config.before(:suite) do
DatabaseCleaner.strategy = :truncation
end

config.before(:each) do
DatabaseCleaner.start
end

config.after(:each) do
DatabaseCleaner.clean
end
end
[/ruby]

[html]
<!– tasks/index.html.erb –>
<%= link_to_function "test js", ‚$(this).html("js works")‘ %>
[/html]

Screencast: Internationalisierung im Backend

Internationalisierung ist für viele Applikationen unerlässlich und Rails bringt bereits einiges mit um es zu umzusetzen. Jedoch können YAML Dateien unübersichtlich werden, wenn der Umfang sehr groß ist. Ryan zeigt diese Woche wie Redis für die Verwaltung von Übersetzungen, über ein Webinterface, eingesetzt werden kann.

 

Download:

Download(18 MB, 11:11)
Alternativer Download für iPod & Apple TV(18.3 MB, 11:11)

 

Resourcen:

 

Quellcode:

[bash]
rails g controller translations index
brew install redis
[/bash]

[ruby]
# Gemfile
gem ‚redis‘

# config/initializers/i18n_backend.rb
TRANSLATION_STORE = Redis.new
I18n.backend = I18n::Backend::Chain.new(I18n::Backend::KeyValue.new(TRANSLATION_STORE), I18n.backend)

# translations_controller.rb
def index
@translations = TRANSLATION_STORE
end

def create
I18n.backend.store_translations(params[:locale], {params[:key] => params[:value]}, :escape => false)
redirect_to translations_url, :notice => "Added translation"
end
[/ruby]

[html]
<!– home/index.html.erb –>
<h1><%= t "welcome" %></h1>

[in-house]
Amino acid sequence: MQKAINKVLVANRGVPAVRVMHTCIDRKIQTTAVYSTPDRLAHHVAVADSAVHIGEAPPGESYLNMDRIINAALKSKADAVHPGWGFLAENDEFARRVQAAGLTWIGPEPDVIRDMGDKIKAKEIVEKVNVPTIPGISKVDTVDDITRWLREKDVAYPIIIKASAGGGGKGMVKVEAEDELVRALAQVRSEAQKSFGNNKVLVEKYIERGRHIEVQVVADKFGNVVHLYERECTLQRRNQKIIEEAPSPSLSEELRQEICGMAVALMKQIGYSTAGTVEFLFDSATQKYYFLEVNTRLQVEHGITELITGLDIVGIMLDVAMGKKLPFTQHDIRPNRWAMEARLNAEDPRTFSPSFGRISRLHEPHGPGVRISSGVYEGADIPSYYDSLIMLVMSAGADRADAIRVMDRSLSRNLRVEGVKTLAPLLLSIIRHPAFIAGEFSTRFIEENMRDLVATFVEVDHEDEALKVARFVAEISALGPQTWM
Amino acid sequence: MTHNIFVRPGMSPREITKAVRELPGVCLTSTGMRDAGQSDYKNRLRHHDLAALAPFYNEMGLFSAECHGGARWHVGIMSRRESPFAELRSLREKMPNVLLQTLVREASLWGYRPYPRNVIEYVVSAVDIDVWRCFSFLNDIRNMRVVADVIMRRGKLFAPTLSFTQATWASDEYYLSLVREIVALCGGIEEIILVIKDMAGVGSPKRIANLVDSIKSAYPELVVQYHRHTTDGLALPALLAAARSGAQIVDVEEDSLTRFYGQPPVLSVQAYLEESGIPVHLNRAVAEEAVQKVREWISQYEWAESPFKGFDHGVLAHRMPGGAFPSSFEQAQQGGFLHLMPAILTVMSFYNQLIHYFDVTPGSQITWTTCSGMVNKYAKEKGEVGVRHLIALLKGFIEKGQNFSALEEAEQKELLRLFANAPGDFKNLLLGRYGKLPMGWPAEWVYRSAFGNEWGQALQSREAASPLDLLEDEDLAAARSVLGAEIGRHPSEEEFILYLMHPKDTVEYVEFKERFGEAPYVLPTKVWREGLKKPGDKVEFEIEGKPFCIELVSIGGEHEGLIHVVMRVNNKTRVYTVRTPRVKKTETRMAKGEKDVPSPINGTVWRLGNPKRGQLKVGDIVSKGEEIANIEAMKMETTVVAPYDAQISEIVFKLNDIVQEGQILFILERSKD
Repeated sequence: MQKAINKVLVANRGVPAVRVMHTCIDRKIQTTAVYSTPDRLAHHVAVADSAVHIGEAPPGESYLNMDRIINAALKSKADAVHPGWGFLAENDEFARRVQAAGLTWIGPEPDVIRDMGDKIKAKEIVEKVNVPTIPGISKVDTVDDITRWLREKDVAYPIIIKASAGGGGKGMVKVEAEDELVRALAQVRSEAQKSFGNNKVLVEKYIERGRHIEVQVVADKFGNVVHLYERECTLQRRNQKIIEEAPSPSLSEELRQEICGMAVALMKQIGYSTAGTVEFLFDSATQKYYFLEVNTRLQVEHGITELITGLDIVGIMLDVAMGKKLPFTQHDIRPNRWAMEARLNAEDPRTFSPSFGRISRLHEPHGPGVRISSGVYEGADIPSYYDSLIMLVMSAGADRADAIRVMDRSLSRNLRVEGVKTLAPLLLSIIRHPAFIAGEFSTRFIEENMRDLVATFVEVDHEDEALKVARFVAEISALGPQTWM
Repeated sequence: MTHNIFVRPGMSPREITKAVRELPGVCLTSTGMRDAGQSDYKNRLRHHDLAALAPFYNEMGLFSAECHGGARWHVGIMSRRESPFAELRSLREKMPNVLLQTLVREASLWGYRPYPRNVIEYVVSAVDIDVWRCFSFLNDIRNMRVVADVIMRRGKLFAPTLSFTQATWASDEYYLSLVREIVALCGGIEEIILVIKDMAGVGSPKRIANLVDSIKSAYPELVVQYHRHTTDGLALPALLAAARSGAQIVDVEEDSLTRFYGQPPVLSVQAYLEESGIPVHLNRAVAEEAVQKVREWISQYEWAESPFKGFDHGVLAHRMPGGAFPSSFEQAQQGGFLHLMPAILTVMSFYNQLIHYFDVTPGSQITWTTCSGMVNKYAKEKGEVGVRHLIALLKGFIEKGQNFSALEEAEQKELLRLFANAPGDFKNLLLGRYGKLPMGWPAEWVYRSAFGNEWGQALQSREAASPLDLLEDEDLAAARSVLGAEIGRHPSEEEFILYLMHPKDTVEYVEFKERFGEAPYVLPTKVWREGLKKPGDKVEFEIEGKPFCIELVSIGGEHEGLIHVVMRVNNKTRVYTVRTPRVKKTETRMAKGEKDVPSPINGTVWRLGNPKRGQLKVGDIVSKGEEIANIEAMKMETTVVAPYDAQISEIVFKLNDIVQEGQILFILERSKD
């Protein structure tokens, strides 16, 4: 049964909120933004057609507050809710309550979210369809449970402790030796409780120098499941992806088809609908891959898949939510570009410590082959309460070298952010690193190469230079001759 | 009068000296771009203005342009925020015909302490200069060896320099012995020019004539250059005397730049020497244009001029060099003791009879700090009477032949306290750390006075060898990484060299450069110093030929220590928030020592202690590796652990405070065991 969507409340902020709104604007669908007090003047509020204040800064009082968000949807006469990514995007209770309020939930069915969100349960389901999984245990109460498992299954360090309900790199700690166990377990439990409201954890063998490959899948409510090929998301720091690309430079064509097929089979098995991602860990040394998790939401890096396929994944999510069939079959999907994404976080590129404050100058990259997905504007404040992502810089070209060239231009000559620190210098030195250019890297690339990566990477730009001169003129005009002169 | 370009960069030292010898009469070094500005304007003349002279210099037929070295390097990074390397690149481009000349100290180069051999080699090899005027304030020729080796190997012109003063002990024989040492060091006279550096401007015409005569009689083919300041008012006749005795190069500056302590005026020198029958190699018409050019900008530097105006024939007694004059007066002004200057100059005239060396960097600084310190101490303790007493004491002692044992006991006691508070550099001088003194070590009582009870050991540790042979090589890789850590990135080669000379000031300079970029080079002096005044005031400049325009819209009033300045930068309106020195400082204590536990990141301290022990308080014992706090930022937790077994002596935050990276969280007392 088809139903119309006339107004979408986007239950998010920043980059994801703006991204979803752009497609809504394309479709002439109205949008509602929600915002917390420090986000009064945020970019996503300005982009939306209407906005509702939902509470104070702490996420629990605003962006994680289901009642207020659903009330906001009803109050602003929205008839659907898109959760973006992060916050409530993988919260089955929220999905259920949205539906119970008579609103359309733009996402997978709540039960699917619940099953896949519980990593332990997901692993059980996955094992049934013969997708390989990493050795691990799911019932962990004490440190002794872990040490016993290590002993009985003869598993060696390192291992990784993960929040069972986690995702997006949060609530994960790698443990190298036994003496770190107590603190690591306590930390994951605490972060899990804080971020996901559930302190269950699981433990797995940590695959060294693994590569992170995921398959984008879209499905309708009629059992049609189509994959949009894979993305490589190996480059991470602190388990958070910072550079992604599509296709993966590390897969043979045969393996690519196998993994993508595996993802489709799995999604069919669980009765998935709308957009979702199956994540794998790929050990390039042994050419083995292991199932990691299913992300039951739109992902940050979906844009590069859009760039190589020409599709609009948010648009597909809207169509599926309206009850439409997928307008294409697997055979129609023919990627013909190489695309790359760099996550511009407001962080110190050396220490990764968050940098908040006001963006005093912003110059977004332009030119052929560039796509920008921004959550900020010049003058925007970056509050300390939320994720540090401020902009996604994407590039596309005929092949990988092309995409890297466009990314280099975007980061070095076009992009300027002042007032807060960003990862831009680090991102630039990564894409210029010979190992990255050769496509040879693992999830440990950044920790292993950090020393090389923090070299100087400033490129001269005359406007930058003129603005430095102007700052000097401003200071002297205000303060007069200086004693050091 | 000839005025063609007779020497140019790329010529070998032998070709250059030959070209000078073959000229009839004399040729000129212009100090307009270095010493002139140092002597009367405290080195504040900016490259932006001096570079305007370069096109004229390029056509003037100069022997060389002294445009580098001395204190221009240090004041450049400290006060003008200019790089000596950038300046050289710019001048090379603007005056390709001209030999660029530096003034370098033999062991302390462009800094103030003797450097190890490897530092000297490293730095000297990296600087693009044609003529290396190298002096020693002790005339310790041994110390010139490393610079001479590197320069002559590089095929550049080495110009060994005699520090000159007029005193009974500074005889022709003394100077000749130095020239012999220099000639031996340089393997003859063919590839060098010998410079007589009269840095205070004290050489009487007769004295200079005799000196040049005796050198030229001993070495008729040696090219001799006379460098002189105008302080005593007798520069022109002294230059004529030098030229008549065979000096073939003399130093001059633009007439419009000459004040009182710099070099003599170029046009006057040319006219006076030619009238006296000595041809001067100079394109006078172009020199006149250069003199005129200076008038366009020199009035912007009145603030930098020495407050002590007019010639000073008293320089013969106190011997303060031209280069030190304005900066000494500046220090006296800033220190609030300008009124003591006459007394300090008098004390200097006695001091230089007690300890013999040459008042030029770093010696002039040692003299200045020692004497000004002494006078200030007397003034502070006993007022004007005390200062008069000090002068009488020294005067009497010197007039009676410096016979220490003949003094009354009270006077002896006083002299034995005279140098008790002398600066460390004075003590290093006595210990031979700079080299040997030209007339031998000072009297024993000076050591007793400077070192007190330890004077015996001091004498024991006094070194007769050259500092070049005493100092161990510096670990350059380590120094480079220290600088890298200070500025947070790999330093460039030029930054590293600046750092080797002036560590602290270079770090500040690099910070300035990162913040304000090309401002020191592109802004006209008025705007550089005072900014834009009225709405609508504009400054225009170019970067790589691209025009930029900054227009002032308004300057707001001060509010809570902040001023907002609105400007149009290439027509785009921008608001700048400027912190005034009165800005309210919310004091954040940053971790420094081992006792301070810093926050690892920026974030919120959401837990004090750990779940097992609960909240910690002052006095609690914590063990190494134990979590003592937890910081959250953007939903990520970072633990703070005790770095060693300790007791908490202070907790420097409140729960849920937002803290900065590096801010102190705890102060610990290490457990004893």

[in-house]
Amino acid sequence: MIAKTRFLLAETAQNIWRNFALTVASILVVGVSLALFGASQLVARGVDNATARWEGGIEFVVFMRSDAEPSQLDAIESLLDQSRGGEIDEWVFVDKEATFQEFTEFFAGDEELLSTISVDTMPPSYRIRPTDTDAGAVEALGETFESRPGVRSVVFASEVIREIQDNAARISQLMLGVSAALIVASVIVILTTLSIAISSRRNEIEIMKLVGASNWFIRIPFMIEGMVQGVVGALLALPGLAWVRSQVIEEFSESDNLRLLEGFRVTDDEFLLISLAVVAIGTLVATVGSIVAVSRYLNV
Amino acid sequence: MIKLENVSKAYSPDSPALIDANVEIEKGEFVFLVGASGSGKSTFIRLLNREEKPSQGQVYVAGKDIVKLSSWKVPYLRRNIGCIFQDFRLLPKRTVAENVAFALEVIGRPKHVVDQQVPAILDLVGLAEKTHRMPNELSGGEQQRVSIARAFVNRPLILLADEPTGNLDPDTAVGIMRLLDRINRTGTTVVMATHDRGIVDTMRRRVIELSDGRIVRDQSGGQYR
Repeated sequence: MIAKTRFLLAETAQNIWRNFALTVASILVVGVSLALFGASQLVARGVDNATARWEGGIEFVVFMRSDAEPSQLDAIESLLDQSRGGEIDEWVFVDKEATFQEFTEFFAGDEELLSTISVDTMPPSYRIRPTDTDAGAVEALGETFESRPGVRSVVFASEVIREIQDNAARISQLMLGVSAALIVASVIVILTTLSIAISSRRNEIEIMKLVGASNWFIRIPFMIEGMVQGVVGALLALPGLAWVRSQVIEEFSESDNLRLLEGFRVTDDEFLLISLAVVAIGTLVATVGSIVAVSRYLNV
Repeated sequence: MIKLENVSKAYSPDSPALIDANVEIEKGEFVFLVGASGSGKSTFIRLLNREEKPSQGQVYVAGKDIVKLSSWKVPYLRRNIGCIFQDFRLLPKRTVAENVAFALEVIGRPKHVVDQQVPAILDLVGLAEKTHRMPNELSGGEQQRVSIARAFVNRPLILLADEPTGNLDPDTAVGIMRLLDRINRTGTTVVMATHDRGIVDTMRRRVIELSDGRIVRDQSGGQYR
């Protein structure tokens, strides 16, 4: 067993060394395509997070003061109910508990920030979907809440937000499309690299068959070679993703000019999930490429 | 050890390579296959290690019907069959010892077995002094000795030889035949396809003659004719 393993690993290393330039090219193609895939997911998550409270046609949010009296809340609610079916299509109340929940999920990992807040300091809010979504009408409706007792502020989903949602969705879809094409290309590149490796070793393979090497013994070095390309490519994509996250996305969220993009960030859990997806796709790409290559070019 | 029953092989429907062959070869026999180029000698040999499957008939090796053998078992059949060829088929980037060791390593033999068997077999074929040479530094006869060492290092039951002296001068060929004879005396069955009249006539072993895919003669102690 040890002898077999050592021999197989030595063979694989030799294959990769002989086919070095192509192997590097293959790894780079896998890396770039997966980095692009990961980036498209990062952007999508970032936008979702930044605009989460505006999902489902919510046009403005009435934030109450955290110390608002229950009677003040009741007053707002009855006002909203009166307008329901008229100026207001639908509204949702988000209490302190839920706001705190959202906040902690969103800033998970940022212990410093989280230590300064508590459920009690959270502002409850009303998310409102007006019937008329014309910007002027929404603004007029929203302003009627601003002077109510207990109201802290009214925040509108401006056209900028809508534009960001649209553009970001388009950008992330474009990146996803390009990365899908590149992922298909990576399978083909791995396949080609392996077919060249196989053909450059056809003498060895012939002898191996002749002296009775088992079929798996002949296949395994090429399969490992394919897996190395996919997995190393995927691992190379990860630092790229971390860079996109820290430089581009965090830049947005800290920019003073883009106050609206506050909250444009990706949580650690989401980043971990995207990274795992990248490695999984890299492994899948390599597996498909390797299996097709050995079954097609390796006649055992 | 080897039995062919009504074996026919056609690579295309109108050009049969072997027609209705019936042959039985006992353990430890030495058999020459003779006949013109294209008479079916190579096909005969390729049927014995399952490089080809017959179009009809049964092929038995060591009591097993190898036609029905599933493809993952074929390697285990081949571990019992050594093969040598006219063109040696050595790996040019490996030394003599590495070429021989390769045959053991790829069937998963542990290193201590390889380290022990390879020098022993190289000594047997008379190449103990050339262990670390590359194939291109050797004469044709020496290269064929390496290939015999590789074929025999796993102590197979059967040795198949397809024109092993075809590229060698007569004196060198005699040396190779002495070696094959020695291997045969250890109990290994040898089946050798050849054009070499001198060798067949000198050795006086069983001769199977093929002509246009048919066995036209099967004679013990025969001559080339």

<!– translations/index.html.erb –>
<h1>Translations</h1>

<ul>
<% @translations.keys.each do |key| %>
<li><%= key %>: <%= @translations[key] %></li>
<% end %>
</ul>

<h2>Add Translation</h2>

<%= form_tag translations_path do %>
<p>
<%= label_tag :locale %><br />
<%= text_field_tag :locale %>
</p>
<p>
<%= label_tag :key %><br />
<%= text_field_tag :key %>
</p>
<p>
<%= label_tag :value %><br />
<%= text_field_tag :value %>
</p>
<p><%= submit_tag "Submit" %></p>
<% end %>
[/html]

[text]
# config/locales/en.yml
en:
welcome: "Welcome"
[/text]

Eloquent Ruby

It’s easy to write correct Ruby code, but to gain the fluency needed to write great Ruby code, you must go beyond syntax and absorb the “Ruby way” of thinking and problem solving. In Eloquent Ruby, Russ Olsen helps you write Ruby like true Rubyists do–so you can leverage its immense, surprising power.

Olsen draws on years of experience internalizing the Ruby culture and teaching Ruby to other programmers. He guides you to the “Ah Ha!” moments when it suddenly becomes clear why Ruby works the way it does, and how you can take advantage of this language’s elegance and expressiveness.

Eloquent Ruby starts small, answering tactical questions focused on a single statement, method, test, or bug. You’ll learn how to write code that actually looks like Ruby (not Java or C#); why Ruby has so many control structures; how to use strings, expressions, and symbols; and what dynamic typing is really good for.

Next, the book addresses bigger questions related to building methods and classes. You’ll discover why Ruby classes contain so many tiny methods, when to use operator overloading, and when to avoid it. Olsen explains how to write Ruby code that writes its own code–and why you’ll want to. He concludes with powerful project-level features and techniques ranging from gems to Domain Specific Languages.

A part of the renowned Addison-Wesley Professional Ruby Series, Eloquent Ruby will help you “put on your Ruby-colored glasses” and get results that make you a true believer.